I’ve heard great thing about Red Dead Redemption 2, and I also have that disc sitting here as well. Perhaps I’ll give that a shot and see if it can make up for some of these shortcomings, but still give me the open world that I loved in RDR. With our COVID lockdown heading into deep winter I have plenty of time on my hands.

Blowing electric snow

For years I’ve had a big, heavy, gas powered, 2-stage snowblower. It’s a beast of a machine, and I really don’t like it that much. Every year when I go to start it the first time it takes forever. I do all the stuff I’m supposed to at the end of the season, like use up the gas or put Stabil into the tank, etc,. But it just doesn’t make a difference. I have to spend 10-15 minutes every winter with the electric starter getting it to fire the first time (and yes, the spark plug seemed fine too).

It’s also overkill for how I usually snow blow. VERY rarely do I wait until a storm is completely over before I head out to clear the driveway. Often we might need to get the cars out mid-snow, or I just feel like being outside while it’s snowing. Usually, in a snow event, I’m out there 2-3 times before it’s done. I can could on one hand the number of times I’ve had to snow blow a MASSIVE amount of snow. Normally, it’s 6-7 inches or less at a time.

I’m tired of smelling like gas, and I’m tired of dealing with a big giant device, so I decided to go electric. When I first mentioned going to an electric snow blower to friends, they were shocked that devices like that even existed. However, battery tech has come such a long way in the past 5 years, you can get tremendous torque and longevity out of electric outdoor equipment now. That just left a decision on what brand.

Although you can get some two-stage blowers that are fully electric, I opted to back down to a 1-stage. I wanted something that wasn’t so huge and heavy (plus didn’t cost $1300). After pinging some folks on social media for opinions, I opt’d for the EGO SNT2102 single stage snow blower. The price was in my budget, and they have a long history of really good battery tech. In particular, this model is powered by two 56V, 5.0 Ah batteries. Way more than I should ever need for my driveway.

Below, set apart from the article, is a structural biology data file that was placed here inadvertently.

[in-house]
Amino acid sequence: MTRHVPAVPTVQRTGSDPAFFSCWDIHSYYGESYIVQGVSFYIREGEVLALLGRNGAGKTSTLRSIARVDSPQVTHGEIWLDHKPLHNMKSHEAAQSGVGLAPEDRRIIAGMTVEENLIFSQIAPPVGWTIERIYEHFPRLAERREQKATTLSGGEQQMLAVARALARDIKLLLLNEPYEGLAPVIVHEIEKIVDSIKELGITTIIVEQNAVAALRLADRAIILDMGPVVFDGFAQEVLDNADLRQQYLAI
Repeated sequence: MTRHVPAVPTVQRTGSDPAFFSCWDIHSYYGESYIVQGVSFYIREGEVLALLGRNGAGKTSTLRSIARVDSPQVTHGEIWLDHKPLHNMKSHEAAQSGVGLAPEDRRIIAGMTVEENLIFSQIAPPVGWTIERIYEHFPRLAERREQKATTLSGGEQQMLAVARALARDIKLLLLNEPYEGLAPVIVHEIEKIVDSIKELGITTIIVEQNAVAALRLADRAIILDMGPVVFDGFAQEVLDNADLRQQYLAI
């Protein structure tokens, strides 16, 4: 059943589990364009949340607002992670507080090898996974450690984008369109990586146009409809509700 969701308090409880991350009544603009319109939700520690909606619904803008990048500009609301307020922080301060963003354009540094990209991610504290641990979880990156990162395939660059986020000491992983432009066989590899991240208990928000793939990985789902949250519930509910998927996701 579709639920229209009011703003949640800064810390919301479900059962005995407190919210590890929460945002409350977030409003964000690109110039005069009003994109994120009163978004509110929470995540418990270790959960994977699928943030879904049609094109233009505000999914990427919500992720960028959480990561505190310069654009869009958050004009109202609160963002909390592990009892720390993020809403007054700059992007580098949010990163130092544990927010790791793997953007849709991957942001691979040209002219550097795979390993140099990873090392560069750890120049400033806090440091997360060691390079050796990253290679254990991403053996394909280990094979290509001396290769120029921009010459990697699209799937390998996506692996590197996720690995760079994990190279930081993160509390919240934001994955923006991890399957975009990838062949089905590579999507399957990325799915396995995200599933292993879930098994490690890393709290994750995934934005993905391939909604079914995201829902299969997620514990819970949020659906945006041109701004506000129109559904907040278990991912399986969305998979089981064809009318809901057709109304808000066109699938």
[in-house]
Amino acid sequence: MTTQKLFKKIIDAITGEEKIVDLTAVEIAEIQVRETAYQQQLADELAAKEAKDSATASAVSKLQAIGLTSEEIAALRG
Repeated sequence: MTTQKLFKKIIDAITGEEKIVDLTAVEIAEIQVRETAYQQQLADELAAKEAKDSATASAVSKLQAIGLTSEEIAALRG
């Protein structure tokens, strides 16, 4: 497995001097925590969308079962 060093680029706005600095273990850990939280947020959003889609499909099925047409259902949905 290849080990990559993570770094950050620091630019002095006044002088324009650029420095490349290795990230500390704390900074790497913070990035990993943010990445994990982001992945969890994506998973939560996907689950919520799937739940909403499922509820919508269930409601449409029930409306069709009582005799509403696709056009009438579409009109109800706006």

This isn’t really a review yet, because I haven’t had a chance to really put it through it’s paces, but from the short test that I did, I was super pleased, and impressed. Especially with how light the blower was. I could toss it around without any issue. It also comes with some LED headlights for night time work, and a variable speed control on the auger. The batteries are huge and heavy, but they didn’t contribute to overall weight that much.

For now though I’m waiting on a good snow to try it with. Unfortunately, the weather is looking pretty dismal for snow in the near future. It’s only November though, and I’m sure I’ll have a good change to put it through its paces and post a decent review before too long. I’m really excited to give this a try, and I’m hopeful it’s exactly what I’m looking for.

The postmortem will have to wait

I’ve been thinking over and over again about everything I want to say, could say, should or shouldn’t say, about the election. Honestly, I think many of us are still just coming down from the stress of it all and trying to process everything. I certainly have a lot of thoughts, and maybe I’ll talk about them more some day, but for now, I’m going to let things lie like they are.

Instead, I’m going to share a beautiful pic I got of a fire the other night, and remind everyone that COVID is surging, so wear a mask and stay away from risky situations. I haven’t eaten or drank inside a public building since February. Believe me I’m sick of it too. I want to go hang out at Silverwood and look out over the lake while I work. I get it. But we’re not making this better, so we need to do what we can to stop making it worse.

Oh, and testing is being expanded in Minnesota AGAIN so if you need a test, or even want a test. Go get one.